SANTA MONICA , Calif. Oct. 18, 2005 - Research published in the Journal of General Internal Medicine reveals that 26% of HIV-infected individuals reported that they felt discriminated against by physicians and other health care providers. Despite demographic variations, all subgroups reported discrimination of some type.
Over a period of one year, nearly 2500 HIV-infected adults receiving health care in the US were interviewed. Twenty-six percent of these patients reported experiencing at least one of four types of perceived discrimination since becoming infected, including eight percent who had been refused health care service.
Most reported that a provider had been uncomfortable with them (20%), treated them as an inferior (17%), or preferred to avoid them (18%). According to the study, the discrimination was attributed to physicians (54%), nurses and other clinical staff (39%), dentists (32%), hospital staff (31%) and case managers and social workers (8%).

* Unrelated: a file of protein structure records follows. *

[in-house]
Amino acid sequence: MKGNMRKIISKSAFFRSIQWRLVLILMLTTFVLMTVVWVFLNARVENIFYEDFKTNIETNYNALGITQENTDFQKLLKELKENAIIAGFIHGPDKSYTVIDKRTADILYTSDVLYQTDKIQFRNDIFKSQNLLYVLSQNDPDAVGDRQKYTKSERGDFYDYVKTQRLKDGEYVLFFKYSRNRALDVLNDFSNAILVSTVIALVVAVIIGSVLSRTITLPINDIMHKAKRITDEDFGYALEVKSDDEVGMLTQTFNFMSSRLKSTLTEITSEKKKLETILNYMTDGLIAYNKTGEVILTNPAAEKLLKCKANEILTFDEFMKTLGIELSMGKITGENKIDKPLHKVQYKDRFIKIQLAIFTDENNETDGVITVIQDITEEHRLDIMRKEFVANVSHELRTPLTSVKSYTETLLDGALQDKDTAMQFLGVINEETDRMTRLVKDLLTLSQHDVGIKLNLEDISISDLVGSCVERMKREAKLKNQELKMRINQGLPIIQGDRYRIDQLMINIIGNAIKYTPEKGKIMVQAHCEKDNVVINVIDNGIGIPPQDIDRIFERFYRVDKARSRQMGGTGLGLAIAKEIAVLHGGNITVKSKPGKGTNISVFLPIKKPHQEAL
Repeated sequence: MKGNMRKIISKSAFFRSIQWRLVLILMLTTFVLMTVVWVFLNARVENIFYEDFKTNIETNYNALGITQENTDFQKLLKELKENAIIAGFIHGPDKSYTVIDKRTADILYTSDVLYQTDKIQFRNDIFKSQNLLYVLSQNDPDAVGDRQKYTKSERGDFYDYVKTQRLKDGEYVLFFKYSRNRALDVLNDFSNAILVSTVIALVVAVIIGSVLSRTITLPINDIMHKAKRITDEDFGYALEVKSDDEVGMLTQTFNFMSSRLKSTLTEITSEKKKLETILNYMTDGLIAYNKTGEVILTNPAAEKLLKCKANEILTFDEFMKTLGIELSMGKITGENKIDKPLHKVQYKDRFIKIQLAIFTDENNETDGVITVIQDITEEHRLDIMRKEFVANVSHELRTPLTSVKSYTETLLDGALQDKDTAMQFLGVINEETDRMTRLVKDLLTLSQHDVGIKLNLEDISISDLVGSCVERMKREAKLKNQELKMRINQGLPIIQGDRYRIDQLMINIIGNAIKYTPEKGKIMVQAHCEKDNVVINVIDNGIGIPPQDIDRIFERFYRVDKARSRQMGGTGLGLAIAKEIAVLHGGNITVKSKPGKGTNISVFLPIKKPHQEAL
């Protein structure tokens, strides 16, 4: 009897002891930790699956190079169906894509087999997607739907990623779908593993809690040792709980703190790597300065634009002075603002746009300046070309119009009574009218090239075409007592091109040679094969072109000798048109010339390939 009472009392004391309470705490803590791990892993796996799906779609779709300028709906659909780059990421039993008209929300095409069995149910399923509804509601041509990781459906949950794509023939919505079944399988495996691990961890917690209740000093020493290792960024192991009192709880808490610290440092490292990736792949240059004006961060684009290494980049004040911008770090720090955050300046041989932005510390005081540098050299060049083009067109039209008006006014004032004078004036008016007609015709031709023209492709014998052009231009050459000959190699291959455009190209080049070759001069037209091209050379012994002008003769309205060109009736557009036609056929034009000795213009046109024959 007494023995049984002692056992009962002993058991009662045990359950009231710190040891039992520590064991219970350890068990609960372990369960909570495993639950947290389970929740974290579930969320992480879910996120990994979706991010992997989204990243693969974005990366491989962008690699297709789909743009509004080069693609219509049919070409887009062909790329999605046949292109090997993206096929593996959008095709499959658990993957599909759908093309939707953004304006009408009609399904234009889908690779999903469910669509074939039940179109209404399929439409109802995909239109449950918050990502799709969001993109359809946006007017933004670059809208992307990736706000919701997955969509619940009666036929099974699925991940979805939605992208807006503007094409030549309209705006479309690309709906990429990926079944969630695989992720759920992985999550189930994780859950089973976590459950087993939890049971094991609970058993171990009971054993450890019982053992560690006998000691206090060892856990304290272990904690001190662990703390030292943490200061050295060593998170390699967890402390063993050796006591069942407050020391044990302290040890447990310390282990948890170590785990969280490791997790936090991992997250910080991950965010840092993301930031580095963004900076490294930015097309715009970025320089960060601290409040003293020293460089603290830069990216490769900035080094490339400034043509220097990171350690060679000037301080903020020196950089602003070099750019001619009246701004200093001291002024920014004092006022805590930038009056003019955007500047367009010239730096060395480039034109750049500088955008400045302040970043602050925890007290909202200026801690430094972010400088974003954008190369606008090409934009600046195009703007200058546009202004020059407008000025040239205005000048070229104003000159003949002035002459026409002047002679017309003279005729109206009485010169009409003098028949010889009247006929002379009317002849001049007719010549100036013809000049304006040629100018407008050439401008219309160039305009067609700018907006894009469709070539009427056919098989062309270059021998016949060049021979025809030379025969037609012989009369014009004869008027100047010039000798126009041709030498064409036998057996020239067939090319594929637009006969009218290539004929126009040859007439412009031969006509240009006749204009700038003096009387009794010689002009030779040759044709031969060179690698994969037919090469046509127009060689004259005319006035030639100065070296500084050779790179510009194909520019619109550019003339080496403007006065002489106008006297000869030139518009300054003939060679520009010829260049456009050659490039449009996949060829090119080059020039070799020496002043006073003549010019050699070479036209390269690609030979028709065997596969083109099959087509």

"It's illegal to discriminate on the basis of HIV infection. And patients who perceive discrimination may avoid care and ignore treatment recommendations," states lead researcher Mark A. Schuster, MD, PhD, a UCLA professor and RAND health researcher. "We need to focus on what leads patients to perceive discrimination, whether real or misunderstood, and address it."
Among those reporting perceived discrimination, they tended to report less access to care and less trust in their care providers, as well as lower ratings for the quality of past medical and hospital care.
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